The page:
For each quintile increase in IMD, the average rate of change in second dose of MMR coverage was 0.0099 (95% CI 0.0092 to 0.0105), while the average change in coverage of pneumococcal booster doses was 0.0014 (95% CI 0.00091 to 0.0018) (see figures 7 and 8).

Figure 7

Trends in weekly rates of coverage of booster dose of pneumococcal vaccine (and 95% CI) over the last 5 years by rural/urban location. ISO, International Organization for Standardization.

Figure 8

Trends in weekly rates of coverage of second dose of measles, mumps and rubella (MMR) (and 95% CI) over the last 5 years by rural/urban location. ISO, International Organization for Standardization.

Trends in VPDs over the last 5 years

Presentation of VPDs had reduced to negligible rates by week 32 (2020). Figure 9 showed that the break point in trends for mumps disease rates was within 1 week of the first national lockdown. The break points in trends for VPD rates were less clearly associated with the national lockdowns.

Figure 9

Trends in weekly vaccine-preventable disease (VPD) rates over the last 5 years. ISO, International Organization for Standardization.

Discussion

Principal findings

The COVID-19 pandemic has had a small but significant effect on coverage of childhood pneumococcal and MMR vaccinations.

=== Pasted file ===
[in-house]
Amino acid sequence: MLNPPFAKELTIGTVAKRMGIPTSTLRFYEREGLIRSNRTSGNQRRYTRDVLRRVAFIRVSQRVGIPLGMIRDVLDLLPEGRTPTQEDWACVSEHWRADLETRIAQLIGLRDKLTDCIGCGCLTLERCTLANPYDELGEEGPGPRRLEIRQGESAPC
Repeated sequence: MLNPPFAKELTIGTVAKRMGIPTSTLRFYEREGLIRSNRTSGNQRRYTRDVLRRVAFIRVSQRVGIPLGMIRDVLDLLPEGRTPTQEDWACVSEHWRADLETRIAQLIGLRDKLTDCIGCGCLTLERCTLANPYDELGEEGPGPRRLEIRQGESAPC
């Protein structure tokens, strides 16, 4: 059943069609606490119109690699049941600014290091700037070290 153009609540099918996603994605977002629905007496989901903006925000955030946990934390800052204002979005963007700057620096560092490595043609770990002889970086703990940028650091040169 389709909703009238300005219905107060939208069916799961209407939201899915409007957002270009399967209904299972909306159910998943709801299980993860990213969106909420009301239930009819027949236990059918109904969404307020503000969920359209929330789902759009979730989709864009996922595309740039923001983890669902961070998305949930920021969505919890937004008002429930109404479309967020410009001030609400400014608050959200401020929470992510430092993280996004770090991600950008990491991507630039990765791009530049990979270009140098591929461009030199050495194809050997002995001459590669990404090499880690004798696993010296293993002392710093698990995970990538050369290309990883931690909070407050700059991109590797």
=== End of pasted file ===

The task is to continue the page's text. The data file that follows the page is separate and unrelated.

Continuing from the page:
Coverage for pneumococcal booster doses at the end of our study was 93.6% (95% CI 93.4% to 93.8%). This is comparable to data published by Public Health England (PHE) which showed that pneumococcal conjugate vaccine coverage in children 12 months of age was 93.4% in the first quarter of 2021.30

In turn, the coverage for second dose of MMR at the end of our study was 84.1% (95% CI 83.8% to 4.4%), which is lower than the published data which showed MMR coverage in children 24 months of age was 89.3% in the first quarter of 2021.30

There were significant ethnic, socioeconomic and urban/rural differences in vaccination coverage, especially for MMR.

In our study, so far, there have been no recorded increases in VPDs among children, with negligible consultation rates for most VPDs. This may have been confounded by cases not presenting to healthcare or by cases presenting to parts of the National Health Service (NHS) other than general practice, with a subsequent delay in reporting and recording in the primary care record. Data from the WHO for all four nations of the UK showed that between 2019 and 2020, the number of cases of measles had reduced by 91.3%, mumps by 31.2% and rubella by 100%. In contrast, globally between 2019 and 2020, measles cases reduced by 82.8%, mumps increased by 157.8% and rubella reduced by 79.3%.31

Strengths and weaknesses

The strengths of our study include its large sample size from a nationally representative sentinel network, the long period covered with weekly vaccine coverage rates, including data covering the second and third national lockdowns; and that we covered trends in both vaccine coverage and VPD rates.